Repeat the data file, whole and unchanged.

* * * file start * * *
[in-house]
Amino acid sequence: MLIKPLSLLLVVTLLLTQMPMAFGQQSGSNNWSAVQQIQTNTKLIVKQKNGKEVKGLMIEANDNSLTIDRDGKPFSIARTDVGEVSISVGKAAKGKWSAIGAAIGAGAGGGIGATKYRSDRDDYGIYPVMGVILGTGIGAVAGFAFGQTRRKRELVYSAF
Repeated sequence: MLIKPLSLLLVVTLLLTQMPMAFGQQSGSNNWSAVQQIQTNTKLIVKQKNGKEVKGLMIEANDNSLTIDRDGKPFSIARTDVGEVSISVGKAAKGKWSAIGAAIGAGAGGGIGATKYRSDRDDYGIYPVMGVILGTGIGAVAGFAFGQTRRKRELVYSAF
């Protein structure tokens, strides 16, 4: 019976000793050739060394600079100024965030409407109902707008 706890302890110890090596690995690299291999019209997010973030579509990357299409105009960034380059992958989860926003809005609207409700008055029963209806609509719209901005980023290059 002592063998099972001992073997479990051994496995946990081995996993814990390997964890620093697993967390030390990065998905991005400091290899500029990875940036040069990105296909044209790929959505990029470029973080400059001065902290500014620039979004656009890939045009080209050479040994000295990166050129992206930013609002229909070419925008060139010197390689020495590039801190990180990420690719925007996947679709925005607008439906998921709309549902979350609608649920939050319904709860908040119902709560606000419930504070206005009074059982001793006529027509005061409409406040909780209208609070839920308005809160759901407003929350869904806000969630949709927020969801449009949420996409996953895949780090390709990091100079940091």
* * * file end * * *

[in-house]
Amino acid sequence: MLIKPLSLLLVVTLLLTQMPMAFGQQSGSNNWSAVQQIQTNTKLIVKQKNGKEVKGLMIEANDNSLTIDRDGKPFSIARTDVGEVSISVGKAAKGKWSAIGAAIGAGAGGGIGATKYRSDRDDYGIYPVMGVILGTGIGAVAGFAFGQTRRKRELVYSAF
Repeated sequence: MLIKPLSLLLVVTLLLTQMPMAFGQQSGSNNWSAVQQIQTNTKLIVKQKNGKEVKGLMIEANDNSLTIDRDGKPFSIARTDVGEVSISVGKAAKGKWSAIGAAIGAGAGGGIGATKYRSDRDDYGIYPVMGVILGTGIGAVAGFAFGQTRRKRELVYSAF
């Protein structure tokens, strides 16, 4: 019976000793050739060394600079100024965030409407109902707008 706890302890110890090596690995690299291999019209997010973030579509990357299409105009960034380059992958989860926003809005609207409700008055029963209806609509719209901005980023290059 002592063998099972001992073997479990051994496995946990081995996993814990390997964890620093697993967390030390990065998905991005400091290899500029990875940036040069990105296909044209790929959505990029470029973080400059001065902290500014620039979004656009890939045009080209050479040994000295990166050129992206930013609002229909070419925008060139010197390689020495590039801190990180990420690719925007996947679709925005607008439906998921709309549902979350609608649920939050319904709860908040119902709560606000419930504070206005009074059982001793006529027509005061409409406040909780209208609070839920308005809160759901407003929350869904806000969630949709927020969801449009949420996409996953895949780090390709990091100079940091």